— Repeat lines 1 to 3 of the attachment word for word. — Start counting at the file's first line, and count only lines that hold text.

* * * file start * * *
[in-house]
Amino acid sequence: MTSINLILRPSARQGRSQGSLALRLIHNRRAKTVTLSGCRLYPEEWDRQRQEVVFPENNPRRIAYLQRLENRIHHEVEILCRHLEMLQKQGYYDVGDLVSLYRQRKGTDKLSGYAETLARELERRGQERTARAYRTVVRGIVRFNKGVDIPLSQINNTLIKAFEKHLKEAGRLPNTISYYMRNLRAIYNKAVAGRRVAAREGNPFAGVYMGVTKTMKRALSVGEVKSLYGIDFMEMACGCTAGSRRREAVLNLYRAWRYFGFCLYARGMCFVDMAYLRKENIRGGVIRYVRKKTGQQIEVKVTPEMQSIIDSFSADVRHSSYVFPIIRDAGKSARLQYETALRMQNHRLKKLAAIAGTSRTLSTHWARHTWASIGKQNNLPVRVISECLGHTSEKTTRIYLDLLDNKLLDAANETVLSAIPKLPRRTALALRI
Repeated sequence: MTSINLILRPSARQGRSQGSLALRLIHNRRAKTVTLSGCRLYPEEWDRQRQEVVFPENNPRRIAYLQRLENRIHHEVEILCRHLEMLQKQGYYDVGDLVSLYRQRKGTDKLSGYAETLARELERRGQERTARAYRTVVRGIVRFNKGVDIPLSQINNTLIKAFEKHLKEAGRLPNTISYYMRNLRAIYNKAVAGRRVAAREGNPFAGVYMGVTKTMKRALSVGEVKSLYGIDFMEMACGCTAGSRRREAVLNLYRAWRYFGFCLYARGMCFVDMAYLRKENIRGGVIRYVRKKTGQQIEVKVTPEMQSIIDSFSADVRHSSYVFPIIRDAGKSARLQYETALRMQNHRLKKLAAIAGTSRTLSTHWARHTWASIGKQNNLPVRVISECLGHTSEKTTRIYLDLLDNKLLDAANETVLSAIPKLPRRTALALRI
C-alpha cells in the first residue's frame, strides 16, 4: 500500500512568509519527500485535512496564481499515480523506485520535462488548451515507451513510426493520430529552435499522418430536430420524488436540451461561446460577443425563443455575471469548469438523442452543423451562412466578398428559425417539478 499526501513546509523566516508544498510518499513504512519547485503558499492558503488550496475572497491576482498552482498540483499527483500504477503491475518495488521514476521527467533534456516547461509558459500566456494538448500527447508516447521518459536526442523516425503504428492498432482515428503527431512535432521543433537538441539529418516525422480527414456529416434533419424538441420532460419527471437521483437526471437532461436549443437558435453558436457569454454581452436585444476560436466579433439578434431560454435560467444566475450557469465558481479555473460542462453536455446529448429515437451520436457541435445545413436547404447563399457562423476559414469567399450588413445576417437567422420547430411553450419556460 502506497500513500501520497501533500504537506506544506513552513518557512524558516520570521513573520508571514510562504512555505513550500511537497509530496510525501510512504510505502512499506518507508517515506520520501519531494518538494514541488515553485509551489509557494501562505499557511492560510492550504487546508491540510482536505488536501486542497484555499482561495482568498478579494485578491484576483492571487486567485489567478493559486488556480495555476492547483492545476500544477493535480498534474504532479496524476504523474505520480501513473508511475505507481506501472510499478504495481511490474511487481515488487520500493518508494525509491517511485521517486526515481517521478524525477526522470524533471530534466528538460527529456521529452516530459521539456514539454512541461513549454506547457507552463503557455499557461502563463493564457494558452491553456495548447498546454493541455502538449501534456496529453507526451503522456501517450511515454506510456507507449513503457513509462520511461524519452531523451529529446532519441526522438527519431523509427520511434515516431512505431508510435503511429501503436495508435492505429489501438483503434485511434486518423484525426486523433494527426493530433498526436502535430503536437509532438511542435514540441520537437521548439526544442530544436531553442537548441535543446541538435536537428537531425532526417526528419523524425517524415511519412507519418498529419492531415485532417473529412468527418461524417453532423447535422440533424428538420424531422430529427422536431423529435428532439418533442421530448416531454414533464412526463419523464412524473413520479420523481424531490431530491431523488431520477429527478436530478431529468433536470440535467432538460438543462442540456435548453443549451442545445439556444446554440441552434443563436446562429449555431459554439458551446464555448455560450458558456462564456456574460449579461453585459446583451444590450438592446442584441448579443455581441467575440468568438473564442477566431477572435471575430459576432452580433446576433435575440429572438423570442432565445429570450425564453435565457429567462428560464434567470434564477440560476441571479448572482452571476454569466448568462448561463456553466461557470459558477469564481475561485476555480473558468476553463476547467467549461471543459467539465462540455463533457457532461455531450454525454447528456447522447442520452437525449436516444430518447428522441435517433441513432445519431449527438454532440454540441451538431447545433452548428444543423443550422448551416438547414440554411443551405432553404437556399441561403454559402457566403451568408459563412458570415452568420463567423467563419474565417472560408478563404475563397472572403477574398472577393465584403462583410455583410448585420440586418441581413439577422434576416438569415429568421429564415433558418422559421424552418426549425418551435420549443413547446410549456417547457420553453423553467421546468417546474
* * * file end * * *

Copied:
[in-house]
Amino acid sequence: MTSINLILRPSARQGRSQGSLALRLIHNRRAKTVTLSGCRLYPEEWDRQRQEVVFPENNPRRIAYLQRLENRIHHEVEILCRHLEMLQKQGYYDVGDLVSLYRQRKGTDKLSGYAETLARELERRGQERTARAYRTVVRGIVRFNKGVDIPLSQINNTLIKAFEKHLKEAGRLPNTISYYMRNLRAIYNKAVAGRRVAAREGNPFAGVYMGVTKTMKRALSVGEVKSLYGIDFMEMACGCTAGSRRREAVLNLYRAWRYFGFCLYARGMCFVDMAYLRKENIRGGVIRYVRKKTGQQIEVKVTPEMQSIIDSFSADVRHSSYVFPIIRDAGKSARLQYETALRMQNHRLKKLAAIAGTSRTLSTHWARHTWASIGKQNNLPVRVISECLGHTSEKTTRIYLDLLDNKLLDAANETVLSAIPKLPRRTALALRI
Repeated sequence: MTSINLILRPSARQGRSQGSLALRLIHNRRAKTVTLSGCRLYPEEWDRQRQEVVFPENNPRRIAYLQRLENRIHHEVEILCRHLEMLQKQGYYDVGDLVSLYRQRKGTDKLSGYAETLARELERRGQERTARAYRTVVRGIVRFNKGVDIPLSQINNTLIKAFEKHLKEAGRLPNTISYYMRNLRAIYNKAVAGRRVAAREGNPFAGVYMGVTKTMKRALSVGEVKSLYGIDFMEMACGCTAGSRRREAVLNLYRAWRYFGFCLYARGMCFVDMAYLRKENIRGGVIRYVRKKTGQQIEVKVTPEMQSIIDSFSADVRHSSYVFPIIRDAGKSARLQYETALRMQNHRLKKLAAIAGTSRTLSTHWARHTWASIGKQNNLPVRVISECLGHTSEKTTRIYLDLLDNKLLDAANETVLSAIPKLPRRTALALRI